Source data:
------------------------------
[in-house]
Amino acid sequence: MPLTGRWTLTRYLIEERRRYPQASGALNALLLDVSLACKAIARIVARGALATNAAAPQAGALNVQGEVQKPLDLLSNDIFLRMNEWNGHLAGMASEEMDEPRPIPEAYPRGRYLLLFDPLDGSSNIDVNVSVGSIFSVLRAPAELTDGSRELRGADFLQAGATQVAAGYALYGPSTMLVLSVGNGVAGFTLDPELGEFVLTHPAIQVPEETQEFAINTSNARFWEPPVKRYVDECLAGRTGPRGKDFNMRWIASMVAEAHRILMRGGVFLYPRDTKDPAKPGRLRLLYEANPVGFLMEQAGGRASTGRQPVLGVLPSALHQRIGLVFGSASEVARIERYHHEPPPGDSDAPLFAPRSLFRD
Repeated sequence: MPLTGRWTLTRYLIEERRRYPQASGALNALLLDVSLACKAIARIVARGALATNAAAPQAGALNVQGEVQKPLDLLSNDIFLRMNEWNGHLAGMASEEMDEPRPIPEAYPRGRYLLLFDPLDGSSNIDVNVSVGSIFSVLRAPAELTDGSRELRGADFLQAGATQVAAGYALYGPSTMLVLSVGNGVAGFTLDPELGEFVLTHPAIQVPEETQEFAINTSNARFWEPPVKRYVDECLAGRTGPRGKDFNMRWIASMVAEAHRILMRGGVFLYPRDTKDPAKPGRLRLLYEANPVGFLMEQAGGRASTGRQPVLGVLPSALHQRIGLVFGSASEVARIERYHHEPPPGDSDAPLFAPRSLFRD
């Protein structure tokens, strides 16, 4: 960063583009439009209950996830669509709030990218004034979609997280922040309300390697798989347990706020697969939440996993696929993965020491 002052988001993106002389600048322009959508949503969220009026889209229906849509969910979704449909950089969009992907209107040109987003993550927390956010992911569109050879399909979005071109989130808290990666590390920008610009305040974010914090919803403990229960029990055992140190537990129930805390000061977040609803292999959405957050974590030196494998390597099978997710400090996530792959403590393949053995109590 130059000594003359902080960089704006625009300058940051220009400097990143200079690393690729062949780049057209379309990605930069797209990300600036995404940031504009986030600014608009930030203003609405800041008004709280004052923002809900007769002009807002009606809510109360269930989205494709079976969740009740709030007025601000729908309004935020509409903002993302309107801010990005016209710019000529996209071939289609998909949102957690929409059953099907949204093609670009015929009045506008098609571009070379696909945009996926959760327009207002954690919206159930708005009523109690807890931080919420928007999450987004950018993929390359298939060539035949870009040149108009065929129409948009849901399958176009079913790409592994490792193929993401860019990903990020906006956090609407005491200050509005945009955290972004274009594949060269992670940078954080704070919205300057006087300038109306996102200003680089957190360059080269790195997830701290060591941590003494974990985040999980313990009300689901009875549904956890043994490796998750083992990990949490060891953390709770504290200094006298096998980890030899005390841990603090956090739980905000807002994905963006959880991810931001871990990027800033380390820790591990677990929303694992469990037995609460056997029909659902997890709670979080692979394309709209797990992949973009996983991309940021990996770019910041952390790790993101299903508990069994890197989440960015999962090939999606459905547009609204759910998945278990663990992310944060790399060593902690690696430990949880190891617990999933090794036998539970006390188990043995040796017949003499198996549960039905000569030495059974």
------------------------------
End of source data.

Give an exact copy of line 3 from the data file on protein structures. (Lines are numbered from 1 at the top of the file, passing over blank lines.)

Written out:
Repeated sequence: MPLTGRWTLTRYLIEERRRYPQASGALNALLLDVSLACKAIARIVARGALATNAAAPQAGALNVQGEVQKPLDLLSNDIFLRMNEWNGHLAGMASEEMDEPRPIPEAYPRGRYLLLFDPLDGSSNIDVNVSVGSIFSVLRAPAELTDGSRELRGADFLQAGATQVAAGYALYGPSTMLVLSVGNGVAGFTLDPELGEFVLTHPAIQVPEETQEFAINTSNARFWEPPVKRYVDECLAGRTGPRGKDFNMRWIASMVAEAHRILMRGGVFLYPRDTKDPAKPGRLRLLYEANPVGFLMEQAGGRASTGRQPVLGVLPSALHQRIGLVFGSASEVARIERYHHEPPPGDSDAPLFAPRSLFRD